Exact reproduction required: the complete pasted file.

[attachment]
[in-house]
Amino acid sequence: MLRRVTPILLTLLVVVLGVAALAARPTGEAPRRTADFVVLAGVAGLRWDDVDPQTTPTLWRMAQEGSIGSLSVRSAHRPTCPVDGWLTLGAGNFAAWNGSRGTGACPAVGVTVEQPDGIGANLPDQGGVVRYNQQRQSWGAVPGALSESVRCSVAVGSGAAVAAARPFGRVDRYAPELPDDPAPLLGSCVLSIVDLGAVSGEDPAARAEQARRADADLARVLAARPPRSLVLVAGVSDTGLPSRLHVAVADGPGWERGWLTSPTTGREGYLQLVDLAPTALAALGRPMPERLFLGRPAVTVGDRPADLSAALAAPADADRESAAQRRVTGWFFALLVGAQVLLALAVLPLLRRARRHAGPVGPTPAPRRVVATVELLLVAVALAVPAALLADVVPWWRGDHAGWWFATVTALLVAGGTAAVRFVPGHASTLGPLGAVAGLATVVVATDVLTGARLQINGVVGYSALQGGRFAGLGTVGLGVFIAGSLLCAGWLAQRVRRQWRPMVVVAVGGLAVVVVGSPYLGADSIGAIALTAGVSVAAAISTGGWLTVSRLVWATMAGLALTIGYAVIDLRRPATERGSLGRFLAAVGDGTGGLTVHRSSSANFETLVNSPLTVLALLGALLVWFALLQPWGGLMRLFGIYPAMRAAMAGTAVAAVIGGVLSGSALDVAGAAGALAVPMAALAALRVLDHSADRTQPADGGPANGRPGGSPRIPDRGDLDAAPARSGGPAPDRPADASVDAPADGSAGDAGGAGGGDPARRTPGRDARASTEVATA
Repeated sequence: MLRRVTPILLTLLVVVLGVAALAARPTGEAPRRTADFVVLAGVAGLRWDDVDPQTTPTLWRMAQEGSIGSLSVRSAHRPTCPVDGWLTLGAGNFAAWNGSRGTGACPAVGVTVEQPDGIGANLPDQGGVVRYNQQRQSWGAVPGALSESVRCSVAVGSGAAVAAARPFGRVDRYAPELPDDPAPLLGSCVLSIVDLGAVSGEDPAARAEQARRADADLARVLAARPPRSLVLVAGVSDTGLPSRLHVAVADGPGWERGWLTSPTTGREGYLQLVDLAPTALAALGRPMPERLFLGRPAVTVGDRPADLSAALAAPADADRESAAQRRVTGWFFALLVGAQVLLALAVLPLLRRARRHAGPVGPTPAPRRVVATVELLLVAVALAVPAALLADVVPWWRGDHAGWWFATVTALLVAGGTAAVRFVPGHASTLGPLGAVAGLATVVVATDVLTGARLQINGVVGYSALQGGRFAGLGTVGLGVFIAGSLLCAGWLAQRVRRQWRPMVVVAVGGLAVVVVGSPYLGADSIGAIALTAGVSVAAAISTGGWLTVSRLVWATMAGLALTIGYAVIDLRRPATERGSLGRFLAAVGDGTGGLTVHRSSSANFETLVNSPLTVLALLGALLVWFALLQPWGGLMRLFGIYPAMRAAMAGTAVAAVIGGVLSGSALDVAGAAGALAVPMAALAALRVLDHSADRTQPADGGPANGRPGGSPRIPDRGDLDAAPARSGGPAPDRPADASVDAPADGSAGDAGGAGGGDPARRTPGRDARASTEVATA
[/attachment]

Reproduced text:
[in-house]
Amino acid sequence: MLRRVTPILLTLLVVVLGVAALAARPTGEAPRRTADFVVLAGVAGLRWDDVDPQTTPTLWRMAQEGSIGSLSVRSAHRPTCPVDGWLTLGAGNFAAWNGSRGTGACPAVGVTVEQPDGIGANLPDQGGVVRYNQQRQSWGAVPGALSESVRCSVAVGSGAAVAAARPFGRVDRYAPELPDDPAPLLGSCVLSIVDLGAVSGEDPAARAEQARRADADLARVLAARPPRSLVLVAGVSDTGLPSRLHVAVADGPGWERGWLTSPTTGREGYLQLVDLAPTALAALGRPMPERLFLGRPAVTVGDRPADLSAALAAPADADRESAAQRRVTGWFFALLVGAQVLLALAVLPLLRRARRHAGPVGPTPAPRRVVATVELLLVAVALAVPAALLADVVPWWRGDHAGWWFATVTALLVAGGTAAVRFVPGHASTLGPLGAVAGLATVVVATDVLTGARLQINGVVGYSALQGGRFAGLGTVGLGVFIAGSLLCAGWLAQRVRRQWRPMVVVAVGGLAVVVVGSPYLGADSIGAIALTAGVSVAAAISTGGWLTVSRLVWATMAGLALTIGYAVIDLRRPATERGSLGRFLAAVGDGTGGLTVHRSSSANFETLVNSPLTVLALLGALLVWFALLQPWGGLMRLFGIYPAMRAAMAGTAVAAVIGGVLSGSALDVAGAAGALAVPMAALAALRVLDHSADRTQPADGGPANGRPGGSPRIPDRGDLDAAPARSGGPAPDRPADASVDAPADGSAGDAGGAGGGDPARRTPGRDARASTEVATA
Repeated sequence: MLRRVTPILLTLLVVVLGVAALAARPTGEAPRRTADFVVLAGVAGLRWDDVDPQTTPTLWRMAQEGSIGSLSVRSAHRPTCPVDGWLTLGAGNFAAWNGSRGTGACPAVGVTVEQPDGIGANLPDQGGVVRYNQQRQSWGAVPGALSESVRCSVAVGSGAAVAAARPFGRVDRYAPELPDDPAPLLGSCVLSIVDLGAVSGEDPAARAEQARRADADLARVLAARPPRSLVLVAGVSDTGLPSRLHVAVADGPGWERGWLTSPTTGREGYLQLVDLAPTALAALGRPMPERLFLGRPAVTVGDRPADLSAALAAPADADRESAAQRRVTGWFFALLVGAQVLLALAVLPLLRRARRHAGPVGPTPAPRRVVATVELLLVAVALAVPAALLADVVPWWRGDHAGWWFATVTALLVAGGTAAVRFVPGHASTLGPLGAVAGLATVVVATDVLTGARLQINGVVGYSALQGGRFAGLGTVGLGVFIAGSLLCAGWLAQRVRRQWRPMVVVAVGGLAVVVVGSPYLGADSIGAIALTAGVSVAAAISTGGWLTVSRLVWATMAGLALTIGYAVIDLRRPATERGSLGRFLAAVGDGTGGLTVHRSSSANFETLVNSPLTVLALLGALLVWFALLQPWGGLMRLFGIYPAMRAAMAGTAVAAVIGGVLSGSALDVAGAAGALAVPMAALAALRVLDHSADRTQPADGGPANGRPGGSPRIPDRGDLDAAPARSGGPAPDRPADASVDAPADGSAGDAGGAGGGDPARRTPGRDARASTEVATA